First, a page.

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Chicago, Illinois United States
Interview Description:

Biography |

Interview Date: 10/24/2016

Trombonist and musical composer George E. Lewis was born on July 14, 1952 in Chicago, Illinois to Cornelia Griffith Lewis and George Lewis. He graduated from the University of Chicago Laboratory School in 1969, and went on to receive his B.A. degree in philosophy from Yale University in New Haven, Connecticut in 1974. Later, he received his D.Mus. degree from the University of Edinburgh in 2015.

Lewis was first taught to play the trombone at the University of Chicago Laboratory School; he later took private lessons with graduate students. At the age of nineteen, he joined the Association for the Advancement of Creative Musicians and studied at the Association’s School of Music. There, he learned composition with Muhal Richard Abrams and trombone with Dean Hey. Lewis began to explore computer programming in the early 1970s. Between 1985 and 1987, he wrote the software program Voyager, which was designed to improvise and interact with human musicians. In a recording entitled “Voyager”, released in 1993, Lewis and saxophonist Roscoe Mitchell played duets with the computer software program. Lewis continued to produce music during this time, and became a curator of music at the New York non-profit arts organization The Kitchen in 1990. In 1991 he was named a professor of Music, Critical Studies/Experimental Practice at the University of California-San Diego. In 2004, he became the Edwin H. Case Professor of American Music at New York’s Columbia University, where he was named director of the Center for Jazz Studies in 2007. Lewis produced hundreds of compositions over his career.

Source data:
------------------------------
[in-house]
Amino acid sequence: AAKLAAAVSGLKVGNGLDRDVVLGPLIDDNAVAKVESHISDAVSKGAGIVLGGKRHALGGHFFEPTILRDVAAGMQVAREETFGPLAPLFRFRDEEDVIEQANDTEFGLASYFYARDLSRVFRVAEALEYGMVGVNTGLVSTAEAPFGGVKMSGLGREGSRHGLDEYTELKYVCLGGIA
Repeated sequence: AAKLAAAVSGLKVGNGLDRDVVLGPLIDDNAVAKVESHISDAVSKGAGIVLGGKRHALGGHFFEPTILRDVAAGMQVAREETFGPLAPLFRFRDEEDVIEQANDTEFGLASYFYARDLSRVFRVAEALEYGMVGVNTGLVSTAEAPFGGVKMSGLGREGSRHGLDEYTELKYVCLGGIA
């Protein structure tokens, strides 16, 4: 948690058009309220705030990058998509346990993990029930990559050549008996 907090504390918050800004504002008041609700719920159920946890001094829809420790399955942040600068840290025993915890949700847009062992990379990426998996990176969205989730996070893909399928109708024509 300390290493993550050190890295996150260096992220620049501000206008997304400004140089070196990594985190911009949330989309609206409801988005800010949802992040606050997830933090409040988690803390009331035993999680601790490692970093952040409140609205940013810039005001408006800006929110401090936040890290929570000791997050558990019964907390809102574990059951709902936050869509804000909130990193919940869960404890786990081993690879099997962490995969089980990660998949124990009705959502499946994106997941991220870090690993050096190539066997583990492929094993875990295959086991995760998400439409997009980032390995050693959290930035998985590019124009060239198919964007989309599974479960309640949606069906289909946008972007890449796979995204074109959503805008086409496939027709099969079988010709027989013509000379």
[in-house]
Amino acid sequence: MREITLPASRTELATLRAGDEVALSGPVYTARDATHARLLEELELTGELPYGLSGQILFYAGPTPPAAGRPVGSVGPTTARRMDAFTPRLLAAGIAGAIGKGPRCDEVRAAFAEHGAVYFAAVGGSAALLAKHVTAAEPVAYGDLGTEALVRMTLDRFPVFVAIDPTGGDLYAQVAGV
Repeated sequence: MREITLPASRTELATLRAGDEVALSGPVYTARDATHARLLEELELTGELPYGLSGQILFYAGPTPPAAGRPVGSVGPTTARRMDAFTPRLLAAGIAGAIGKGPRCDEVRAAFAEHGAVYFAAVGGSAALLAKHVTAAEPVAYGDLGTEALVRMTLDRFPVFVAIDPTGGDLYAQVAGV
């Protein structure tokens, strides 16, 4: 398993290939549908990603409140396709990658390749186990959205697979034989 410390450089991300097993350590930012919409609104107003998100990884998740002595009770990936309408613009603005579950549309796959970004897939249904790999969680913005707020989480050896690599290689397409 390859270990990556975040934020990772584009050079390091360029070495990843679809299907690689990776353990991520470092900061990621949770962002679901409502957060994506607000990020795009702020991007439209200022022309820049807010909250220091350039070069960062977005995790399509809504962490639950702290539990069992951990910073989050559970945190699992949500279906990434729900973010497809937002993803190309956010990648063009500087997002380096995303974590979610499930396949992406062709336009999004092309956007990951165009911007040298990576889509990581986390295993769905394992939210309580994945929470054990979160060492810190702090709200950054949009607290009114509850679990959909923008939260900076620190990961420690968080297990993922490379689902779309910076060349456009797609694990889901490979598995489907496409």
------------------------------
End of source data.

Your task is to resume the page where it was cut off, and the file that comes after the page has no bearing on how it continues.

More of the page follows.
Lewis wrote numerous journal articles and one book on the Association for the Advancement of Creative Musicians. In 2015, he co-edited a two-volume collection entitled The Oxford Handbook of Critical Improvisation Studies. Lewis received numerous awards for his work, including several grants from the National Endowment for the Arts, a Cal Arts Alpert Award in the Arts in 1999, and a 2002 MacArthur Genius Fellowship. In 2015, he was awarded a Guggenheim fellowship. Lewis toured extensively across North America, Europe, and Asia, and his work was performed by the BBC Scottish Symphony Orchestra, London Philharmonic Orchestra, Boston Modern Orchestra Project, and others. His book, A Power Stronger Than Itself: The AACM and American Experimental Music received the American Book Award and American Musicological Society’s Music in American Culture Award.

Lewis and his wife, Miya Masaoka, have a son named Tadashi.

George E. Lewis was interviewed by The HistoryMakers on October 24, 2016.

Speaker Bureau Notes: